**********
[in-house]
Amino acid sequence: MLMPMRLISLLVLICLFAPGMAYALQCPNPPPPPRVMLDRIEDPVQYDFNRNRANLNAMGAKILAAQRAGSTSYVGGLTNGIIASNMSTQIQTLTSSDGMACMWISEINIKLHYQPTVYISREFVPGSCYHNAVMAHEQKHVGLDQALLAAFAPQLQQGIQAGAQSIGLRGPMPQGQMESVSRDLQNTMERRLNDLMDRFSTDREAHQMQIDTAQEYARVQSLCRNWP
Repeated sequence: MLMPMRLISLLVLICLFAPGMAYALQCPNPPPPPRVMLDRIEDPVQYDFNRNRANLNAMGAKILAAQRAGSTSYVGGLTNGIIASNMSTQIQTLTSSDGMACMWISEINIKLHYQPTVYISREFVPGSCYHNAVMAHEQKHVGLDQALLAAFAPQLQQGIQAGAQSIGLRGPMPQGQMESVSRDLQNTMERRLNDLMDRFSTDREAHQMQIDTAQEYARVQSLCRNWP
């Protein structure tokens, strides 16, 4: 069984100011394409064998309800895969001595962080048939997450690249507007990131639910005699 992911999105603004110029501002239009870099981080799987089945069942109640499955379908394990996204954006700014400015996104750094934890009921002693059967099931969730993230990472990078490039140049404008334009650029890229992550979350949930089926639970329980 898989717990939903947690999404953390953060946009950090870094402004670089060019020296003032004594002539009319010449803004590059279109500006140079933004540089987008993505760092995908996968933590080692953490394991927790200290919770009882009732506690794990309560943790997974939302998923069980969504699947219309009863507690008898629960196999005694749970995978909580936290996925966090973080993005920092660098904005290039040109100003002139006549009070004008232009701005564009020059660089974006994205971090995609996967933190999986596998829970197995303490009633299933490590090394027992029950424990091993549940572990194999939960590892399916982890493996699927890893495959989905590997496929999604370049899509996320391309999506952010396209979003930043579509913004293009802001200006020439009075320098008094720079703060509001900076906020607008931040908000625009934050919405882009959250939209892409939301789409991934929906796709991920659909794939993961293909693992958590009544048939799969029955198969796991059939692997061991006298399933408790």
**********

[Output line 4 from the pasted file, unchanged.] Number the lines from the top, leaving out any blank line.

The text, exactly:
């Protein structure tokens, strides 16, 4: 069984100011394409064998309800895969001595962080048939997450690249507007990131639910005699 992911999105603004110029501002239009870099981080799987089945069942109640499955379908394990996204954006700014400015996104750094934890009921002693059967099931969730993230990472990078490039140049404008334009650029890229992550979350949930089926639970329980 898989717990939903947690999404953390953060946009950090870094402004670089060019020296003032004594002539009319010449803004590059279109500006140079933004540089987008993505760092995908996968933590080692953490394991927790200290919770009882009732506690794990309560943790997974939302998923069980969504699947219309009863507690008898629960196999005694749970995978909580936290996925966090973080993005920092660098904005290039040109100003002139006549009070004008232009701005564009020059660089974006994205971090995609996967933190999986596998829970197995303490009633299933490590090394027992029950424990091993549940572990194999939960590892399916982890493996699927890893495959989905590997496929999604370049899509996320391309999506952010396209979003930043579509913004293009802001200006020439009075320098008094720079703060509001900076906020607008931040908000625009934050919405882009959250939209892409939301789409991934929906796709991920659909794939993961293909693992958590009544048939799969029955198969796991059939692997061991006298399933408790």